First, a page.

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Dynamic matrix

P: n/a
Hi all
How can I define a dynamic matrix and pass it to a function?

Nov 15 '05 #1
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<pa****@gmail.com> wrote in message
news:11*********************@g49g2000cwa.googlegro ups.com...
Hi all
How can I define a dynamic matrix and pass it to a function?


/*
caller
*/

/* for the sake of argument, make the matrix 20 x 20 */
int N = 20;
double *ptr = malloc(N * N * sizeof(double));

setidentity(ptr, N);

/* do all sorts of wonderful thngs with your matrix here */
/* free after you have finished with it */
free(ptr);
/*
function - sets a square matrix to identity (all zero except the main
diagonal)
*/
void setidentity(double *mtx, int size)
{
int i;

for(i=0;i<size * size;i++)
mtx[i] = 0.0;
for(i=0;i<size;i++)
mtx[i*size+i] = 1.0;
}
Nov 15 '05 #2

P: n/a
pa****@gmail.com a écrit :
Hi all
How can I define a dynamic matrix and pass it to a function?


Use a structure to gather the relevent information.

struct mat2d
{
/* array of y pointers to arrays of x T */
T **p;
size_t x;
size_t y;
};

or the linear way :

struct mat2d
{
/* array of (y * x) T */
T *p;
size_t x;
size_t y;
};

and provide a function to access the data.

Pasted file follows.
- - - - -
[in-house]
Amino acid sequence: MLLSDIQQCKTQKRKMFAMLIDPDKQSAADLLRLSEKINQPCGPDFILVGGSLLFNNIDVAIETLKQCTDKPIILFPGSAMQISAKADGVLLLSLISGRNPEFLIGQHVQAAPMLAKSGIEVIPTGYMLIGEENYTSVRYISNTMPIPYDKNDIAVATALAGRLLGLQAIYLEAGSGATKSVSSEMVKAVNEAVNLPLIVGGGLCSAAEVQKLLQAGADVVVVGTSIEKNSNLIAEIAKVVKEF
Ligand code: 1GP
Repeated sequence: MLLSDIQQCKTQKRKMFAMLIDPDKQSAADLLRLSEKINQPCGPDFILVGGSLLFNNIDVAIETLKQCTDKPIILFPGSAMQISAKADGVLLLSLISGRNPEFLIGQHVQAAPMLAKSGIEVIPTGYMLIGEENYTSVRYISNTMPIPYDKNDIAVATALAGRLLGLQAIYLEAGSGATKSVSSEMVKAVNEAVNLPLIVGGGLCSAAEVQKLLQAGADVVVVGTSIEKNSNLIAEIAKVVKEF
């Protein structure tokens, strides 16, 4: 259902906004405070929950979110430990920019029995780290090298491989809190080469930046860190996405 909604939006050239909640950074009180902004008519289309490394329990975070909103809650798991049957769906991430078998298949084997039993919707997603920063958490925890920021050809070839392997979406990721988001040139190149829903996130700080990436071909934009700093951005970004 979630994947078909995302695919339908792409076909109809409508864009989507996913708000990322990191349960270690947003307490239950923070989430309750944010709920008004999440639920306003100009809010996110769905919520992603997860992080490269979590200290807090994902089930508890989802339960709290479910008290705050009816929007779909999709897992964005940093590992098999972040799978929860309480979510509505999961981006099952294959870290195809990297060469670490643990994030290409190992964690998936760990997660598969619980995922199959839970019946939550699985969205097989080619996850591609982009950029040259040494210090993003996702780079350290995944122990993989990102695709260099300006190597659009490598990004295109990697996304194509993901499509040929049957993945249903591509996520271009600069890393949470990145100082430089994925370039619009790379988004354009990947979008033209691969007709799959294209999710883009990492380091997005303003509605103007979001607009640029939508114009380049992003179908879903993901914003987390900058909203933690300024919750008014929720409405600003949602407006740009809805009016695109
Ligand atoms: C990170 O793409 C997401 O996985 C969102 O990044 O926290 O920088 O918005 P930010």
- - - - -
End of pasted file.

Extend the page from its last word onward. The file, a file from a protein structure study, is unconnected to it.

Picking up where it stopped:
--
A+

Emmanuel Delahaye
Nov 15 '05 #3

P: n/a
On 13 Nov 2005 11:17:55 -0800, pa****@gmail.com wrote:
Hi all
How can I define a dynamic matrix and pass it to a function?


There are two common approaches. For N rows with M columns each:

One is to simulate the matrix with a one-dimensional array. You
allocate space for N*M objects, as with
T *ptr = malloc(N * M * sizeof *ptr);
and you reference the (i,j)th element by calculating the appropriate
subscript yourself, as in
ptr[i*M+j] = 0;

The other is to build an array of pointers, each pointing to one
row of the matrix, as in
T **ptr = malloc(N * sizeof *ptr);
for (k = 0; k < N; k++)
ptr[k] = malloc(M * sizeof *ptr[k]);
and you reference the (i,j)th element using the natural syntax, as in
ptr[i][j] = 0;

In either case, you pass the array to a function by using the ptr
variable. Note, since N and M are not known until run time:

Using the first approach always requires M to be available to the
function.

In either approach, the function will need both N and M if it is
concerned in any way with the top or right boundary elements of the
matrix.

The second approach is more flexible in that it can handle jagged
arrays where M is not constant for each row.
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Nov 15 '05 #4

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